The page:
Finding balance with food, movement, and community for my (dairy-free) family.


Monday, February 20, 2012

Food Foraging in the Technology Age

I have been avoiding reading Michael Pollan's The Omnivore's Dilemma for three years now.   I feared it would be an expensive book and, indeed, it has turned out to be.  On the bright side, I have a huge reader's-crush on Michael Pollan and can't recommend the book highly enough. 

It's been about three years since we begin transitioning to a traditional, real, whole food diet.  All this time I've known that we should replace our grocery-store meat with meat from critters that have eaten a healthy, traditional diet, but the cost was a huge barrier.

A friend and a relative each kindly sold us some grass-fed beef, but our pork and chicken continue to come from Walmart.

This incredibly thoughtful and thought-provoking book traces four meals from start to finish:  from the corn fields of Iowa to a MacDonald's hamburger; from big-business organics to a Whole Foods-purchased dinner; from a revolutionary beyond-organic farm to a locally sourced fresh meal; from woods and streets near Pollan's home to a freshly foraged meal. 

Here's what I've known for three years that should have pushed me to start buying better meat:
1)  Animals fed a traditional diet (i.e. grass for cows, chickens who have access to scratch for bugs, etc) are healthier.  The meat they become is healthier.

2)  Animals fed a traditional diet have a better ratio of omega 3 to omega 6 fatty acids.  Animals fed too much corn and soy based food have a much higher level of omega 6 fatty acids.  Because of this, we Americans are getting far too many Omega 6s and not nearly enough Omega 3s (compared to a traditional diet) contributing to a host of health issues.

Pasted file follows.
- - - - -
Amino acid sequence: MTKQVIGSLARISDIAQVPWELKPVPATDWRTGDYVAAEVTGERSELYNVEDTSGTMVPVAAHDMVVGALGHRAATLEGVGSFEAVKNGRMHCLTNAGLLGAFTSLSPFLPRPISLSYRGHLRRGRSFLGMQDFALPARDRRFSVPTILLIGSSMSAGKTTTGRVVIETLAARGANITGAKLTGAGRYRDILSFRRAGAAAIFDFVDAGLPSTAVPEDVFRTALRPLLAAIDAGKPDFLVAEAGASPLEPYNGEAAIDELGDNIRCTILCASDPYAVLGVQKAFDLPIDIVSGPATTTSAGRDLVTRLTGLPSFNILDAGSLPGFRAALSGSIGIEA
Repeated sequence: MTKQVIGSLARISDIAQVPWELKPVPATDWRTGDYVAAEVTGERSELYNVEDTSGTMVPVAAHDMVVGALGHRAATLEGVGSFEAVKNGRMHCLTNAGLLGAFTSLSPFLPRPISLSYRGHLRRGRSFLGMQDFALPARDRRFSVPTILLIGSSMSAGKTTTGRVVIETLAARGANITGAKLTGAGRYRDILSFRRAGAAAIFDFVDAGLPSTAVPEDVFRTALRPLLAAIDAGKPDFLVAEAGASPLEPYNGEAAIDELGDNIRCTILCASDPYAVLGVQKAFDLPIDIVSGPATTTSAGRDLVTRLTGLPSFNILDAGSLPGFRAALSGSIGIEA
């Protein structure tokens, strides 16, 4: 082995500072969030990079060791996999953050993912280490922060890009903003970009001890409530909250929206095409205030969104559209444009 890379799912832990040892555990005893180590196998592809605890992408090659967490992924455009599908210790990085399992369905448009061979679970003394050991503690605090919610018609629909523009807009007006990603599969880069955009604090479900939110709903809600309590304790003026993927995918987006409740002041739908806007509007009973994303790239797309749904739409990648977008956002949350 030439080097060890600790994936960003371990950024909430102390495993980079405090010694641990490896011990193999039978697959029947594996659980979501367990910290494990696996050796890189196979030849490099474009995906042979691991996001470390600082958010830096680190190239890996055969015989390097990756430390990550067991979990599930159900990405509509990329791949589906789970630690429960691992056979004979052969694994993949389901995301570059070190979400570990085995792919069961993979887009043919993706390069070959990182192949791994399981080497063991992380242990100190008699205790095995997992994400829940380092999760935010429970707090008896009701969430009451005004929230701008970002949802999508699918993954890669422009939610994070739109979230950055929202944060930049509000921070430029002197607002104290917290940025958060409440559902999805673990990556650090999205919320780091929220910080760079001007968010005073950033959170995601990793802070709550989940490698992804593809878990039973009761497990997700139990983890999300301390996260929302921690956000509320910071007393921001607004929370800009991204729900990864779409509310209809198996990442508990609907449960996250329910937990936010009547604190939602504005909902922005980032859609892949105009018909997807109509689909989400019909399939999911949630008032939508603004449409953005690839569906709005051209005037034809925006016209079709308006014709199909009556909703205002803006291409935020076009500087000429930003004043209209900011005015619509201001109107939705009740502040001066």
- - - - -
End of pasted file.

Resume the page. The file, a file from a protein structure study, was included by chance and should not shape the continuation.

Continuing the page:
What Michael Pollan made come alive for me--as only an excellent writer can:
1)  Animals raised for mass markets are treated cruelly, routinely.  The book is not a gruesome blow-by-blow recounting of animal cruelty, but with a few well-chosen details he makes vivid the lot in life for these sorts of animals:  treatment we would never tolerate if we were witness to it, but because we are so removed from our food sources, we turn a blind eye . . . while we buy Christmas presents for our dogs and cats.

2)  Many of these animals are being fed corn (not a traditional part of their diet).  The corn is being subsidized by the government, which is part of what makes it affordable to feed this unnatural food to these critters.  As I read about the corn subsidies, it suddenly clicked that this is a huge part of why grocery store meat seems so much less expensive than healthier alternatives:  way back in the chain, the corn is subsidized, which in turn means at the critters to which the corn is fed are subsidized too.  So . . . we're all essentially on food stamps.   The government is subsidizing every American's grocery bill.  No wonder we're in such a financial mess as a nation.

I think I've always had a vague feeling that people selling grass-fed beef and pastured chickens were selling their products at exploitative prices.  I've realized now that I'm just conditioned to such low prices for meat because of the underlying government subsidies.

Modern Food Foraging
I've resolved not to buy meat at the grocery store any longer.  I'm not sure I'll be able to make a clean break, but I've been scrambling to find meat sources that are local, traditionally-raised critters who have led happy lives before my freezer stash runs out.

I've been scouring internet sites (like, calling real-food-eating friends, interrogating the owner of the local feed store, researching my neighborhood covenants to figure out if I may have a few laying hens in my back yard, and eying the chubby quail that skitter around the neighborhood. 

I may not have a bow and arrow slung across my back or a hand-woven bug-bag around my neck, but with cell phone in hand and high speed internet, I've been foraging like the snow-bound technology-age girl I am.

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